It’s one thing to extend Williamson’s work–whether you are Williamson or someone else. It’s another thing to extend Unknown Philosopher’s work, or Currently Unemployed Sometimes Adjuncting’s work, or Still A Grad Student’s work. This will often be seen as just less significant or important. (And this needn’t just be prestige bias; it can be hard to know how important some project is when it is just getting off the ground, and when the person who is most associated with it is completely unknown to the referee.) But it might also either (a) seem inappropriately terrain encroaching if the extension is too intertwined with Unknown Philosopher’s project; or (b) simply compromise anonymity, resulting in the referee simply assuming that this paper is also by Unknown Philosopher.

Again, I’m not sure these considerations are decisive. But I don’t think it’s as easy a case for (1) as Klein suggests, and these strike me as important to note costs of going with (1).

I also agree with Kenny that if somebody cites 4 or 5 of their articles in the (2) way, that is often a red flag of its own. Lots of self-citation almost always looks bad, and is usually unnecessary. Report

Colin Klein
Colin Klein
Reply to  Philosoloser
10 months ago

Philosoloser: I take your point, and I think this is the sort of thing that ought to prompt broader reflection as a discipline about why we value anonymity in reviewing in the first place and why we think papers are worth publishing. (Until then we should do (1); it’s more in line with the *stated* aims of reviewing.)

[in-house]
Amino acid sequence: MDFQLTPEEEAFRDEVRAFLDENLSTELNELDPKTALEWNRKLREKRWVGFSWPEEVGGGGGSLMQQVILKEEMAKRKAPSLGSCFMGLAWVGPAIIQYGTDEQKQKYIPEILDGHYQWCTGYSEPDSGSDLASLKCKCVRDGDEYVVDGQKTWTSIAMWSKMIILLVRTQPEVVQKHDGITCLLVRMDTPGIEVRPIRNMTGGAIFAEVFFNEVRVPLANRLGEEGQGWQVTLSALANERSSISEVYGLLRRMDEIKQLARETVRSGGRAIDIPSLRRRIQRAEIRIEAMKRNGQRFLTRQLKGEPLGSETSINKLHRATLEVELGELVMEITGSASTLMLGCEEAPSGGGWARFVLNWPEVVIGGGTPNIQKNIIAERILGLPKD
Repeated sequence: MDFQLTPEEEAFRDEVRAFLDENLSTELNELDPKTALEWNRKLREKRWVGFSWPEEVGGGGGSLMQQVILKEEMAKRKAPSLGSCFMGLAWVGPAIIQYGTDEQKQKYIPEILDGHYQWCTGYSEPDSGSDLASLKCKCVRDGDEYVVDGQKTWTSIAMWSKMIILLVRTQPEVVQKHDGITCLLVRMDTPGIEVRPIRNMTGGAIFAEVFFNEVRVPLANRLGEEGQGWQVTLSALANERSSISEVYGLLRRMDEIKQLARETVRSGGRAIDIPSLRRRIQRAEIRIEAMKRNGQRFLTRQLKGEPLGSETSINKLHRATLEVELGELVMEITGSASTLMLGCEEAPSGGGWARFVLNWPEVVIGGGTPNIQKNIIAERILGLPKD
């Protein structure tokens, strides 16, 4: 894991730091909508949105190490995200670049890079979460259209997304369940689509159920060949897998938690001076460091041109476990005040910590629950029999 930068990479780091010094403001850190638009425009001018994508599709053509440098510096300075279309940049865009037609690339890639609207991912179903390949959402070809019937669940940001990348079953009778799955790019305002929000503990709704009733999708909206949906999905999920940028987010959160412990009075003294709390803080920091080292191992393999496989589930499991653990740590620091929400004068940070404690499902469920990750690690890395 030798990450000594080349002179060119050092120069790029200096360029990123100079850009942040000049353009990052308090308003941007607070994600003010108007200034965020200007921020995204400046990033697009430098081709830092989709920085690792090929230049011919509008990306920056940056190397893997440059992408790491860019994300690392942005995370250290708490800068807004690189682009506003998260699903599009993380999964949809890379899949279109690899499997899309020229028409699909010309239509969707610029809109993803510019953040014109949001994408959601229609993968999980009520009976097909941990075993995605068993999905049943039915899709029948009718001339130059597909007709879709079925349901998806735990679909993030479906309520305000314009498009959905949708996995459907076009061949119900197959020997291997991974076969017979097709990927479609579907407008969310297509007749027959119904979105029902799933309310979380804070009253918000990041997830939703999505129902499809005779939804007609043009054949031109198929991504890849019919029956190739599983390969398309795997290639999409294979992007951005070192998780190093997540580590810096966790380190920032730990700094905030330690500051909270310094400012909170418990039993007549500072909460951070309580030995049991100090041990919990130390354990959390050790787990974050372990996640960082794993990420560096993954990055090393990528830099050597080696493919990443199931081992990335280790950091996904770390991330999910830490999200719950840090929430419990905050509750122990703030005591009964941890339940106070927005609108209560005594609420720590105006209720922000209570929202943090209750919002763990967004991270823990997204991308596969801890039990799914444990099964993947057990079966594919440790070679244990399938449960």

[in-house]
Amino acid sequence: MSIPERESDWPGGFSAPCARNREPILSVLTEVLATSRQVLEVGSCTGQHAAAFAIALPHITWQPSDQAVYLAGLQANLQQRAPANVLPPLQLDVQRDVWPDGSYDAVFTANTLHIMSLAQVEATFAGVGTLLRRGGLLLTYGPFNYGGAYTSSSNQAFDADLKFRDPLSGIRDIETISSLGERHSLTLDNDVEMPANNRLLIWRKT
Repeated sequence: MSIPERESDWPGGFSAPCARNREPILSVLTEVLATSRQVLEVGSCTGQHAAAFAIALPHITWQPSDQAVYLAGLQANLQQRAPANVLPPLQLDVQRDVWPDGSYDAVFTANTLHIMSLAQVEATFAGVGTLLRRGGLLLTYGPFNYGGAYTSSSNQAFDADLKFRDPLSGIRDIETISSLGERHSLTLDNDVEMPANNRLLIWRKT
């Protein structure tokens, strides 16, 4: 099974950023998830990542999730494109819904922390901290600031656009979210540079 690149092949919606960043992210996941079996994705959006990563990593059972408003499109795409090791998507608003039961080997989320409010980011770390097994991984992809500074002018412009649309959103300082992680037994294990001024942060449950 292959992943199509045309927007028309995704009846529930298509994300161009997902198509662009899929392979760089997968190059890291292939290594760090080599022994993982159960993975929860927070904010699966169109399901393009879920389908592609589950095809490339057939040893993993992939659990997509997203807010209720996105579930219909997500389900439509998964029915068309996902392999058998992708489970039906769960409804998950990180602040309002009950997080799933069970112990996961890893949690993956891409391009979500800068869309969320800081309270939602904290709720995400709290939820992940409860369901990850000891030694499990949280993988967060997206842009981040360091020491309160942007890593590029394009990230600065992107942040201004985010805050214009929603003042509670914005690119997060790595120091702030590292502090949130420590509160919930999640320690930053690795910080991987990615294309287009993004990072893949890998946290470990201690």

As it stands, the stated reasons for anonymous reviewing are supposed to be that we can evaluate a paper without knowing who wrote it. As you rightly point out, most people don’t think that the philosophical goodness of a paper is fully intrinsic to it. A paper also has to engage with and advance present debates, and the degree to which *that* is interesting sorta depends on who is involved in the debate. The third option above for self-citing is kind of the limit case.

I’ve been mulling on this because I do a lot of co-authoring with scientists these days, and their journals quite often don’t have anonymous review, and everyone thinks that’s sort of how it should be. A replication of a study carries a lot more weight if it’s made by a distinct lab than the original one. Surprising results from a lab with a track record for high-quality work are more interesting than if they come from an unknown one. That creates an obvious prestige bias (and authors grumble about that all the time), but it also means that trying to establish the merits of the paper — both intrinsic and extrinsic — is more transparent.
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JTD
JTD
Reply to  Philosoloser
10 months ago